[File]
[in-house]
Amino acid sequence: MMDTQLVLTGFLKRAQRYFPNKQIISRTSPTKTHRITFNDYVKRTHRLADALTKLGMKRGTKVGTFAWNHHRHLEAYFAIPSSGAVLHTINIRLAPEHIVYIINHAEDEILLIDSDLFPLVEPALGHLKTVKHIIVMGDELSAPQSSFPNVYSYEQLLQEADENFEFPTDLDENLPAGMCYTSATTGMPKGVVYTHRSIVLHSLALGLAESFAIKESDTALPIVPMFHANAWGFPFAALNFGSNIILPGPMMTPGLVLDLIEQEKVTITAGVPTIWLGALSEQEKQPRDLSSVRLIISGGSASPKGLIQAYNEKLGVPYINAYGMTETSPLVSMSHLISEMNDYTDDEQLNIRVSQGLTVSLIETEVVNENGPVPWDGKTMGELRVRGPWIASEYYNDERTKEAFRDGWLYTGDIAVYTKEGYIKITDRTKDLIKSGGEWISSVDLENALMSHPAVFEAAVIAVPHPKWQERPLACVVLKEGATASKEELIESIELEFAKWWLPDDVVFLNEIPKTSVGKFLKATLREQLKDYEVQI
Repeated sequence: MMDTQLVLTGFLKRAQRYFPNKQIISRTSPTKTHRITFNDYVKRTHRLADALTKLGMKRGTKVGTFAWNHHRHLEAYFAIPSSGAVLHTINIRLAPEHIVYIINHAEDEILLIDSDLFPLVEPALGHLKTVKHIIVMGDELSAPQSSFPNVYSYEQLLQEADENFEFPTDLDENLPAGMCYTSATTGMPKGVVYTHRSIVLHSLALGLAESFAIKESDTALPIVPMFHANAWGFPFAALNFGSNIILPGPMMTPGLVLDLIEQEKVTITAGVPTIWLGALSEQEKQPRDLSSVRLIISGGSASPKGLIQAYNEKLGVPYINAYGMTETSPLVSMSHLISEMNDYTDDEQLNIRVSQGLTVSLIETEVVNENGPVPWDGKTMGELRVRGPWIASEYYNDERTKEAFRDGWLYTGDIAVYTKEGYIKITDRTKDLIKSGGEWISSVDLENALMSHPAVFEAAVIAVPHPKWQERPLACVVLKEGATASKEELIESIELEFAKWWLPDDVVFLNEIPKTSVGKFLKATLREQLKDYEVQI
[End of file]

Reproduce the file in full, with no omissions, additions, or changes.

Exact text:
[in-house]
Amino acid sequence: MMDTQLVLTGFLKRAQRYFPNKQIISRTSPTKTHRITFNDYVKRTHRLADALTKLGMKRGTKVGTFAWNHHRHLEAYFAIPSSGAVLHTINIRLAPEHIVYIINHAEDEILLIDSDLFPLVEPALGHLKTVKHIIVMGDELSAPQSSFPNVYSYEQLLQEADENFEFPTDLDENLPAGMCYTSATTGMPKGVVYTHRSIVLHSLALGLAESFAIKESDTALPIVPMFHANAWGFPFAALNFGSNIILPGPMMTPGLVLDLIEQEKVTITAGVPTIWLGALSEQEKQPRDLSSVRLIISGGSASPKGLIQAYNEKLGVPYINAYGMTETSPLVSMSHLISEMNDYTDDEQLNIRVSQGLTVSLIETEVVNENGPVPWDGKTMGELRVRGPWIASEYYNDERTKEAFRDGWLYTGDIAVYTKEGYIKITDRTKDLIKSGGEWISSVDLENALMSHPAVFEAAVIAVPHPKWQERPLACVVLKEGATASKEELIESIELEFAKWWLPDDVVFLNEIPKTSVGKFLKATLREQLKDYEVQI
Repeated sequence: MMDTQLVLTGFLKRAQRYFPNKQIISRTSPTKTHRITFNDYVKRTHRLADALTKLGMKRGTKVGTFAWNHHRHLEAYFAIPSSGAVLHTINIRLAPEHIVYIINHAEDEILLIDSDLFPLVEPALGHLKTVKHIIVMGDELSAPQSSFPNVYSYEQLLQEADENFEFPTDLDENLPAGMCYTSATTGMPKGVVYTHRSIVLHSLALGLAESFAIKESDTALPIVPMFHANAWGFPFAALNFGSNIILPGPMMTPGLVLDLIEQEKVTITAGVPTIWLGALSEQEKQPRDLSSVRLIISGGSASPKGLIQAYNEKLGVPYINAYGMTETSPLVSMSHLISEMNDYTDDEQLNIRVSQGLTVSLIETEVVNENGPVPWDGKTMGELRVRGPWIASEYYNDERTKEAFRDGWLYTGDIAVYTKEGYIKITDRTKDLIKSGGEWISSVDLENALMSHPAVFEAAVIAVPHPKWQERPLACVVLKEGATASKEELIESIELEFAKWWLPDDVVFLNEIPKTSVGKFLKATLREQLKDYEVQI